Is your business all set? Or, are you still busy organizing data, privacy actions and your opt-in campaign? In both cases it could be good to look at the best practices of others. Because why would you reinvent the wheel?
When we start thinking about a GDPR-compliant way of working we often start with an audit: what data do I already have, what can I do with it and who gave me permission to start mailing and who didn’t? Now we can launch our opt-in campaign, right? In the end that would be the easiest way to reach out to our contacts in the database.
Colin Day, Chief Technology Officer of Fintech leader FIS, worked on a building a GDPR-proof company: “Our GDPR journey was about checking out every single contact in the database. For obvious reasons, we started off with an emailing campaign. This was the easiest way to get to the masses. We asked them to give us their consent or reconfirmation of the consent they had given us previously. We operated multiple consent models around the world. What the GDPR allowed us to do was consolidate those models down to one single model.”
The best opt-in campaign
I keep asking myself: what are the best texts, the best formats and the best preference centres in order to end up with the best possible database? This has been subject to many articles and conversations for years, it is not only a latest trend discussion.
First of all it is important to decide how you want to make use of your data. Because the GDPR has such a big impact on web shops, the organization Thuiswinkel.org explains the difference between marketing consent and legitimate interest as follows:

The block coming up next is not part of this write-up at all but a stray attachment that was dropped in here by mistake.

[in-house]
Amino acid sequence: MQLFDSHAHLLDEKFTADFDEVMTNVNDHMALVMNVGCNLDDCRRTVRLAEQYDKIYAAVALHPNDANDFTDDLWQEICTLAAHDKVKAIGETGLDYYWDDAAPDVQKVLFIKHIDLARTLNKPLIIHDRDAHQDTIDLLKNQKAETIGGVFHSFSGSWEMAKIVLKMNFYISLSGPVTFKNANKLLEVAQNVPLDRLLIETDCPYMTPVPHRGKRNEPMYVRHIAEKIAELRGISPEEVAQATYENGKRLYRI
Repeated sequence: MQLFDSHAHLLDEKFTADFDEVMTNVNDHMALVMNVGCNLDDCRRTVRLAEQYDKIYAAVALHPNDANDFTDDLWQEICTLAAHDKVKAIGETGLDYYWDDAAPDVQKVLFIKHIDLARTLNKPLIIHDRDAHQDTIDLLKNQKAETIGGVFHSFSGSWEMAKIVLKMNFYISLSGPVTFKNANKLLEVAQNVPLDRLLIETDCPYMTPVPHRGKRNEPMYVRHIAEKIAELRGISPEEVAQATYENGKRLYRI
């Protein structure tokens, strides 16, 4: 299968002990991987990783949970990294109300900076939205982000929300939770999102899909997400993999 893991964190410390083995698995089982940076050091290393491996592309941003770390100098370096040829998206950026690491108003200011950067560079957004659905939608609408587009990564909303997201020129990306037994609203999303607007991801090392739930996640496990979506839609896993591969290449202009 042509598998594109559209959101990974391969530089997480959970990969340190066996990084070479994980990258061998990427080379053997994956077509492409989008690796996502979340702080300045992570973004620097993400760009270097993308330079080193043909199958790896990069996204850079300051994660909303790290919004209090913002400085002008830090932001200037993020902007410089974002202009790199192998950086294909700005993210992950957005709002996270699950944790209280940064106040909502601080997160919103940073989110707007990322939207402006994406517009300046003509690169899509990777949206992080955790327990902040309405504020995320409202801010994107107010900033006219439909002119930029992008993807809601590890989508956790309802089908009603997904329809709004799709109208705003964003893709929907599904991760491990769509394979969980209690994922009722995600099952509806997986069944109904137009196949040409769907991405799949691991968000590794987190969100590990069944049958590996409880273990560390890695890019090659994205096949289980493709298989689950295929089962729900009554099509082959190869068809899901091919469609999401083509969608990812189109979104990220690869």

“The GDPR has to make sure that the process of personal information is organized in a consistent way. That is why you always need as they call it a foundation for the process of personal information. The foundation is the most popular by far is of course the ‘consent’, but for a web shop ‘legitimate interest’ can also be an important foundation for the process.
There is a case of legitimate interest when there is a ‘relevant and fitting relation’ between the organization and the person whose data is being processed. This relation is for example found among organizations-customers and organizations-employees. You could also read this article, the article has 10 questions and answers about the GDPR.
So, I can mail customers?
Yes, mailing customers is allowed, If they have legitimate interest. The customers you have a work relationship with need not be asked explicitly for permission to mail service updates.
Three kinds of opt-in campaigns
But a big part of the database is not a customer, so we certainly want to start up and opt-in campaign, because we would like to establish a relationship that allows us to use his or her data for interesting mailings.
There are several kinds of opt-in email campaigns:
- The blunt approach.
This is where a mail is directly sent to a customer to ask his or her permission to receive emails.
This is how telecom company Tele2 Zakelijk tries out multiple versions and continuously evaluates which works better. It is advised to use different versions for different segments of your database, and role out the campaigns step by step. See also these examples from Social Effect.
- The hit-reset approach.
In the example of Wetherspoon, even though this is B2C, they explain to all of their contacts that they will delete all data.
- The positive approach, explaining the link to content.
Last but not least a HubSpot example, HubSpot has a more positive approach with “Yes! Keep me opted in”
More of their campaigns are to be found on their website: https://blog.hubspot.com/customers/making-your-mailing-list-gdpr-friendly-with-hubspot-permission-pass-campaign
Succes factors for a successful opt-in campaign
- Make different mails/campaigns fitting the segments and goals of your database.
- Test your subject lines, design, format and messages.
- Make your message as personal as possible.
- Optimization for mobile is key.
- An unsubscribe option needs to be there as well.
You will need to choose a way that fits you, but whichever option you choose, keep testing and evaluating which is best.
Examples and inspiration for opt-in forms.